Calling Audibles Part XVIII: Bright Lights, Small Shadows
My seven year old daughter woke up this morning and said, “It’s Super Bowl Eve!” Indeed it is. And as a football family we are, of course, looking forward to the biggest game of the year, the pinnacle of football’s yearly NFL season. And we are especially excited for players like Hakeem Nicks, who we know from John’s years coaching at UNC. And we’re pulling for friends coaching in the Big Game like Coach Pat Flaherty, who John worked with at the Chicago Bears.
Yes, it’s Super Bowl Eve! So get your chips and dips, your kegs and deviled eggs ready. Get your flat screens warmed up. The big day is almost here!
The energy of such a cultural spectacle is contagious. And it is great to enjoy the game and all the hype that comes with it. But before we get taken in by the bright lights, this year I am taking some time to remember the small shadows that can be forgotten when the bright lights come to town.
There is growing awareness that the Super Bowl generates revenues not just through the normal sources of sales we think of in the hosting city (ticket sales, restaurant and hotel revenues, parking, etc.). The Super Bowl is also prime time for the most sordid business in our world–sex trafficking of children as young as 10 and 11 years old.
The State of Indiana has stepped out in front of this deeply disturbing fact and passed a fast-track law this past Monday to strengthen penalties for human trafficking. And a woman named Theresa Flores, a victim of sex trafficking when she was 15, and her group Save Our Adolescents from Prostitution (S.O.A.P.) are distributing over 30,000 bars of soap to area hotels that have national trafficking hotlines printed on them. Flores uses soap to reach out to victims and witnesses because of her own personal experience. She remembers going into a hotel bathroom as a teenager and trying to get cleaned up with a bar of soap after being auctioned off to the highest bidder and being sexually abused 20 times in one night.
Child sex trafficking is a very lucrative activity in America these days. Awareness about its prevalence (one study estimates 300,000 kids in America are victims of child sex trafficking) is growing, but that growing awareness is not keeping up with increasing demand and increasing profits.
Shared Hope International, a group started by former Congresswoman Linda Smith, has helped to educate the public and advocate for smarter policies and more effective laws to combat this horrible evil in our midst. Even so, finding a way to pay for sex with a child is not hard in this country apparently. One trafficker said to an undercover Shared Hope International investigator, “If you pay the price you can get what you want, and I can get it for you. Now if you want something really young, that $200, it’s just going to cost you a little bit more than that.”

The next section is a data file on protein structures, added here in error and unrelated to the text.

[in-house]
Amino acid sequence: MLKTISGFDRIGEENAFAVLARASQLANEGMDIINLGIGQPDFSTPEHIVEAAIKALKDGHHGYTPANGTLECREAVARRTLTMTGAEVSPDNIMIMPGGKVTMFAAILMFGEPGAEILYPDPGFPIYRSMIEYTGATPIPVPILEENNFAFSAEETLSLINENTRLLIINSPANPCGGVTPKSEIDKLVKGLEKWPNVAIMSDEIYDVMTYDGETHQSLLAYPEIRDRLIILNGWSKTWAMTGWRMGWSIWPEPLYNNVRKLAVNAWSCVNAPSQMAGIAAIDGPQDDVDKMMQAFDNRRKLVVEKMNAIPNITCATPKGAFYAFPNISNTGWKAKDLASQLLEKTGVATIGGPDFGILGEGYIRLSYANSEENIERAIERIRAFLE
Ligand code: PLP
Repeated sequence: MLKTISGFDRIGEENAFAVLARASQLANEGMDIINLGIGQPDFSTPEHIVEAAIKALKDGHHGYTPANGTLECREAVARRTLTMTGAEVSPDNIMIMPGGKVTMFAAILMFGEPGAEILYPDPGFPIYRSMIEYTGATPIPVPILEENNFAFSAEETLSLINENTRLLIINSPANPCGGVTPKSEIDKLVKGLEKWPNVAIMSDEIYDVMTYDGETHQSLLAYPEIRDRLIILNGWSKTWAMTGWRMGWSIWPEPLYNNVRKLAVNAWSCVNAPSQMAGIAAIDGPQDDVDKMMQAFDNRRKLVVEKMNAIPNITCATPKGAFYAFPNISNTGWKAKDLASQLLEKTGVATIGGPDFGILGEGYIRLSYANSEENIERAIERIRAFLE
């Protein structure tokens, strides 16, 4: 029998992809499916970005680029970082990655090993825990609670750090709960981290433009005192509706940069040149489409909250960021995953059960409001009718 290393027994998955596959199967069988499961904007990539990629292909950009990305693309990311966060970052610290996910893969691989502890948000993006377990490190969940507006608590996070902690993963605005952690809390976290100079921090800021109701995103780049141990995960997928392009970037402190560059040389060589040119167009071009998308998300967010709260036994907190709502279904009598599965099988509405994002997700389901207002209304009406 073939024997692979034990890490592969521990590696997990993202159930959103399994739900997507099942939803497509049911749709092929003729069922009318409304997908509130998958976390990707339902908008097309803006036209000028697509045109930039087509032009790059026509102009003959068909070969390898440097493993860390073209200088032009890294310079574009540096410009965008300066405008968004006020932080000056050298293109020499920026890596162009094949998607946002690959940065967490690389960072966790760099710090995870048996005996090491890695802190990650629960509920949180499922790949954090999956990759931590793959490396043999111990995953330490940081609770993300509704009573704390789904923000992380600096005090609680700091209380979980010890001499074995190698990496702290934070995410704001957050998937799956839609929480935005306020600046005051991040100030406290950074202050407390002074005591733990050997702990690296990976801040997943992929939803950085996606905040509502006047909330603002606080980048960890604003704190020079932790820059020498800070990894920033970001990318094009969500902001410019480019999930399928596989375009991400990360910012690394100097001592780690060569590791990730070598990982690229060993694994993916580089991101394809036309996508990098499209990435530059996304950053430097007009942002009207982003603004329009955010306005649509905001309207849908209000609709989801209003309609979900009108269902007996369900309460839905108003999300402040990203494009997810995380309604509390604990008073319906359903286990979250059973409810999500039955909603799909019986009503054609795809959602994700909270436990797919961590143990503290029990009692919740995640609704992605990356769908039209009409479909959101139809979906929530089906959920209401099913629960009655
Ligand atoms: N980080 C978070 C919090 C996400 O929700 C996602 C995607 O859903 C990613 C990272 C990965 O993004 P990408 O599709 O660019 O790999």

The sex is cheap and the profits are staggering. Siddharth Kara, a former investment banker who left his lucrative career to become an informed abolitionist of modern day sex slavery sheds light on just how lucrative this business is in today’s world. In his recent interview with Forbes magazine, Kara explains that “Slavery today functions for the same purpose it has throughout history: to maximize profit my minimizing or eliminating the cost of labor.”
Kara says, “Whereas the average slave two centuries ago could generate a 15% to 20% annual return on investment for his or her exploiters, that same ‘ROI’ [Return On Investment] today is several hundred percent per year and over 900% per year for sex trafficking.”
What can we do? Kara asserts in another interview with Columbia magazine that, “Only after understanding how sex trafficking functions, as a profit-driven business, can a more effective abolitionist movement be deployed that will attack the business by dismantling its fundamental premise: the exploitation of a vast supply of potential slaves to meet the demand for ever-greater profits in the worldwide commercial sex industry.”
Football is big business. And it props up a lot of other businesses, too. The bright lights of the Super Bowl spectacle cast these small shadows of children ensnared in a sinister cycle of violence and exploitation. The sex trade wouldn’t be as lucrative if there wasn’t the demand that there is. And the person who wants it could be sitting next to you at the big game or have the hotel room down the hall.
Keep your eyes open, football fans, you are on the front lines tomorrow. The audible to call is yours. Enjoying the game doesn’t mean leaving behind your human decency. Adopt a no harm policy in the fun you have–fun is ok if it does no one harm. And don’t avert your eyes when you see something that doesn’t look right— a young child with an adult who does not appear to be their parent, perhaps inappropriately dressed, and maybe avoiding eye contact. Do not be blinded by the bright lights of the Super Bowl so much so that you miss the small shadows around you.
And when Monday comes, maybe we’ll all have learned something. Maybe our eyes will be better able to see the least of these in our midst in the normal light of everyday.